Walsh knows about unconventionality. After graduating from Middlebury with a BA in history in 1982, he spent several years “bumming around.”  He drifted to California, cutting lawns and working as a busboy and in a shoe store. He took community college classes in basic math and science and realized his aptitude in these disciplines. And after seeing a job posting for a field assistant on a project studying prairie dogs in South Dakota, he applied, got the job, and was hooked. Now he advocates using rigorous scientific reasoning to gain insights into animal populations.

His work has led him to some of the world’s most distinguished universities—he received his PhD at Yale, was a group leader at the Max Planck Institute of Evolutionary Anthropology in Germany, and currently lectures at Cambridge—and to the depths of the African jungle.

Today, Walsh is sitting in his Cambridge office, readying himself for his next trip to the Republic of Congo. “Ten hours in a 4×4 just to get to the site,” he says. Huge photographs of gorillas decorate his walls. On his office bookcase, he has a pygmy crossbow, complete with a quiver of black-tipped arrows.

Walsh was among the first to identify the threat Ebola poses to the gorilla population (and, by extension, the threat it poses to the humans who live near the animals and hunt them for meat).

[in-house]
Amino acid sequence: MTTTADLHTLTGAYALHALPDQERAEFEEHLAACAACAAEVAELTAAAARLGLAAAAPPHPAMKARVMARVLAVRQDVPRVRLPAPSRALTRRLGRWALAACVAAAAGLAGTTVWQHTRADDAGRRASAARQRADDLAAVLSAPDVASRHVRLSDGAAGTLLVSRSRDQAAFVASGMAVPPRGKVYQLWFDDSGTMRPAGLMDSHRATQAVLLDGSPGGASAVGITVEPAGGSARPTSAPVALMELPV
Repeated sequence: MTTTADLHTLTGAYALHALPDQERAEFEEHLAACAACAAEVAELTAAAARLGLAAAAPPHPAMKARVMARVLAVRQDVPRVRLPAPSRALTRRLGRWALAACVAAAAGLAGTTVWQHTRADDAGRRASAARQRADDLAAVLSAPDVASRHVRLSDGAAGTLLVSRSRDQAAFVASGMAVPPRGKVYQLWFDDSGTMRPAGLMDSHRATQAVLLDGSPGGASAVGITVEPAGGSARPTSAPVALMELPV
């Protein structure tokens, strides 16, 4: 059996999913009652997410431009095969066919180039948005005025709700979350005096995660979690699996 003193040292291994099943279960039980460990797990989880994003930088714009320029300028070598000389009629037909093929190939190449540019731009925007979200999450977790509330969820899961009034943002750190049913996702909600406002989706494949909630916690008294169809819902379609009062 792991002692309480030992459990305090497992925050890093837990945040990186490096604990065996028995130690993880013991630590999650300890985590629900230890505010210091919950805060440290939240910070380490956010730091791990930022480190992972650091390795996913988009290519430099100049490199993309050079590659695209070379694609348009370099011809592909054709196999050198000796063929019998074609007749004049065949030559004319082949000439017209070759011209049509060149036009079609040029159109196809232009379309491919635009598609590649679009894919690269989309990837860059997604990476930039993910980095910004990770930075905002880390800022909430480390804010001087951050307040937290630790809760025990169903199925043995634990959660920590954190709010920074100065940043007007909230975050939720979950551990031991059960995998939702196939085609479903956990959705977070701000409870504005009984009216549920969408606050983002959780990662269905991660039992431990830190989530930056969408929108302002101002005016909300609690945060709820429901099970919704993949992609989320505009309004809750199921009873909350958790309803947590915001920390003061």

Nature published his groundbreaking study, in which he identified Ebola as killing 5,000 gorillas. Now, eight years later, a new epidemic is causing havoc across West Africa.

At the time of this writing, the virus has killed 3,800 people in Guinea, Sierra Leone, Liberia, and Nigeria—with another 8,000 confirmed or highly likely cases. Walsh believes we need bold thinking to save both humans and gorillas. It’s time, he says, to concentrate on what’s effective right here, right now.

He says the hands-off, “Garden of Eden”-style approach to saving gorillas hasn’t worked. “They are in precipitous decline. But primatologists say we can’t disrupt the balance of nature, that vaccines are the agents of the devil. That the gorillas would be so stressed out by the process of daring that their immune systems would be suppressed, or they’d freak out and kill people.

“Well, I can tell you one result of our captive gorilla study: they did not freak out. To get that study off the ground, I wrote to hundreds of people explaining that vaccination was not dangerous. I had to make rigorous scientific arguments to counter irrational, hysterical, emotional ones.”

This first-ever trial of a measles vaccine in habituated gorillas took Walsh years to set up. Funded by Paul Allen, cofounder of Microsoft, the study is being prepared for publication.

He also recently coauthored a study in Proceedings of the National Academy of Sciences that examines the first Ebola vaccine trial on captive chimpanzees held at the New Iberia Research Center in Louisiana. The study found the vaccine safe. But the National Institutes of Health, which runs the primate center, has decided to shut the center down, saying that chimpanzee research is now “largely unnecessary.”

Walsh, though, remains undaunted. He’s now looking to the private sector, which shares his willingness to take risks. Currently, he’s working with German philanthropist Sabine Plattner and prominent conservationist Magdalena Bermejo on a new project that uses telemetry to track western gorilla populations, which move far more quickly and further than their mountain gorilla cousins.